As they’re buying properties or anything else, they don’t touch their emergency fund. It’s for when they run into unexpected expenses from a card or space on the board. If they have to spend money from this fund, I encourage them to put it back as soon as they can.

Analyzing Purchases and Deals

Not every deal is a great buy. If you go broke in the process, you have to ask yourself if it was really worth it.

So as each player has the opportunity to buy, I encourage them to look closely at their financial situation and make an educated decision. If you don’t know where you are financially, you probably shouldn’t be making big purchases!

Paying Back Debt ASAP

Sometimes a crisis arises, and you have to go into debt. When this happens, I talk to the kids about taking out as small a loan as possible, and aggressively paying it off.

It’s amazing how fast you can get out of debt in games if you put your energy into it.

After all, the goal of the games is to acquire actual money. If you have loans, that’s a big fat negative you have to subtract.

Encourage Giving

These games don’t have a giving component, which is something I want my kids to have. I want them to give generously, and help others out.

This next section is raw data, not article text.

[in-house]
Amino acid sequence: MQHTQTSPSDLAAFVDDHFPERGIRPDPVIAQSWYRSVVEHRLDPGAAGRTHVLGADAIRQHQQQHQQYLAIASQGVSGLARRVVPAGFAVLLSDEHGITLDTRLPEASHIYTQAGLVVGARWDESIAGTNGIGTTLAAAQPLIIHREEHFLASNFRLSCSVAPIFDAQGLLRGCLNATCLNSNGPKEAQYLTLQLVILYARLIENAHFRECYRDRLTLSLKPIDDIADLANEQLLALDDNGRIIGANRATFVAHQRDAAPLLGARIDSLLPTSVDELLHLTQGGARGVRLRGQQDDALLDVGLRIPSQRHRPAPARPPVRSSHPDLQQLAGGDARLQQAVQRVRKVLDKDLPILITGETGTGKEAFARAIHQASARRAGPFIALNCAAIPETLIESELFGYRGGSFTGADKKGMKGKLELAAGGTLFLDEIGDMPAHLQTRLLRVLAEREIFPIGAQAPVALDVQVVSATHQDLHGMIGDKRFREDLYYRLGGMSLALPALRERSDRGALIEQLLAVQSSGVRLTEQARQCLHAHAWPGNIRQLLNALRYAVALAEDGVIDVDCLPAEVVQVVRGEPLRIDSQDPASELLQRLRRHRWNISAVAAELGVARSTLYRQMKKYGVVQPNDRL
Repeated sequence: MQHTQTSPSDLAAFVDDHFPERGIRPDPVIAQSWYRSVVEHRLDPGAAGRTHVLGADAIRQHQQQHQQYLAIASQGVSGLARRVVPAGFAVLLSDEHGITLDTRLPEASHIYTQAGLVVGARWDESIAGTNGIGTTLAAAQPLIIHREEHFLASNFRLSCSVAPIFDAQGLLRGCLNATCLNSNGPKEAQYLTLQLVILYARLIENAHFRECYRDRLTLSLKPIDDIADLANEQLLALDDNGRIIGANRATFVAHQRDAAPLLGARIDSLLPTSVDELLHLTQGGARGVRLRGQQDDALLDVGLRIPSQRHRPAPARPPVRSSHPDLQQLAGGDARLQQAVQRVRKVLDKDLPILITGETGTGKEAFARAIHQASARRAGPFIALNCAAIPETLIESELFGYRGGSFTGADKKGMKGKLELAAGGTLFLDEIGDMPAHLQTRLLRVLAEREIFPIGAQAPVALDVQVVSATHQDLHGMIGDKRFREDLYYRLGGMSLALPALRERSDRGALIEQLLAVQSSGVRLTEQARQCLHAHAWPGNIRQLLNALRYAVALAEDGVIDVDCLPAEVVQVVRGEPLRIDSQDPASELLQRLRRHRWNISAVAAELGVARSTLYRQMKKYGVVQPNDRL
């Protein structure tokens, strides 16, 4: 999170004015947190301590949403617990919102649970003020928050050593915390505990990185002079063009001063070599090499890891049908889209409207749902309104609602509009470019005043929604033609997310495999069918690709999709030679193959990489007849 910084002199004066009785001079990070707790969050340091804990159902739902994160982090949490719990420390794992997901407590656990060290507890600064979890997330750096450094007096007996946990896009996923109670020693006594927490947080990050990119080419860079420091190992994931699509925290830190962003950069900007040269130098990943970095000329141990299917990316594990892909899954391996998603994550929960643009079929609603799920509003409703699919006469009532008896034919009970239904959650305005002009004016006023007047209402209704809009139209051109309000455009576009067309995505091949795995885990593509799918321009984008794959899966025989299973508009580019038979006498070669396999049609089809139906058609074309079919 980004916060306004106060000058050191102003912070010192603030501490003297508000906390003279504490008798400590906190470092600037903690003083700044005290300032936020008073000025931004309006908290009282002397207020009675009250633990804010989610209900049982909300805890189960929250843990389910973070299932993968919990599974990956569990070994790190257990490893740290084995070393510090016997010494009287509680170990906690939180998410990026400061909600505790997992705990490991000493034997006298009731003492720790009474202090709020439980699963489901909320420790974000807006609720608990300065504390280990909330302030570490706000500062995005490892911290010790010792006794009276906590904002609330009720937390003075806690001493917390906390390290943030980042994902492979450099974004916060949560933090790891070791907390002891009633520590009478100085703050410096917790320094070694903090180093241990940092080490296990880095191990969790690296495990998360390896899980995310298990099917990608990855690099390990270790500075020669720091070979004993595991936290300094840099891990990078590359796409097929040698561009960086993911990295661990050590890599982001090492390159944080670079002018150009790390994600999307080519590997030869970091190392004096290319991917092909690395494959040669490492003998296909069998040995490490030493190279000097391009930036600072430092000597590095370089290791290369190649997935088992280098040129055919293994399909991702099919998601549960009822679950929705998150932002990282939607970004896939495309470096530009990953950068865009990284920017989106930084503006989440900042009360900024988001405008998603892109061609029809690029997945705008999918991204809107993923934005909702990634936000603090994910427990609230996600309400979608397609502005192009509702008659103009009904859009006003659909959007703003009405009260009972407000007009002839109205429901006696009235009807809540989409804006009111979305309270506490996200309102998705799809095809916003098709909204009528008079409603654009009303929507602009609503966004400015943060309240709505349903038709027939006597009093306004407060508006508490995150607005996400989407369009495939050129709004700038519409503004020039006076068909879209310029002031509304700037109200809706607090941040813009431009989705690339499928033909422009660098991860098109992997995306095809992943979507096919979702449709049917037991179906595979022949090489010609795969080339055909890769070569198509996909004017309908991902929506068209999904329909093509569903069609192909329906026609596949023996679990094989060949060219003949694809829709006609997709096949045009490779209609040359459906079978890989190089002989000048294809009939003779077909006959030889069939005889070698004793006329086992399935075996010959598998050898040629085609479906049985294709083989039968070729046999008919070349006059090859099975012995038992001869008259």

If I see that a player is going to have to go into debt, and I have enough to help, I pass them over some money as a gift. Not a loan that I expect to be paid back–I’d much rather they owe the bank than me…

No, I give the money as a gift, to help them out of a tight situation.

My kids are starting to do the same. And this attitude is coming out in real life as well. It’s been amazing to watch!

Play Longer

Some games, like Payday, can be extended in play. When you’re not taking out loans, you don’t get to take advantage of the deals often in the first month or two.

So we play a few months longer. Extending the game play lets the kids capitalize on their smart money decisions and end the game extremely wealthy. It takes time to see this strategy pay off, so if it’s possible we make it happen.

Money Management Is Essential

I’ve learned so many money management skills the hard way. I don’t want my kids to make my same mistakes.

So I take every opportunity I can to teach them a different way. One that doesn’t involve going into debt, but rather saving, working hard, and giving.

But, if they get used to going into debt in these budget board games, they might start thinking that loans are the fast way to money. That’s not an attitude I want to pass on. Thus, rule modification is important to me.

Budget board games often rely on taking a large debt load to win. With a few simple modifications, these same games can be used to teach smarter money skills. Here's how to make it work.

Have You Modified Rules to Teach Money Management?

I’d love to hear other ways you modify budget board games to make them more smart money management friendly. Please share your ideas in the comments!

Photo credit: Vitaly via Unsplash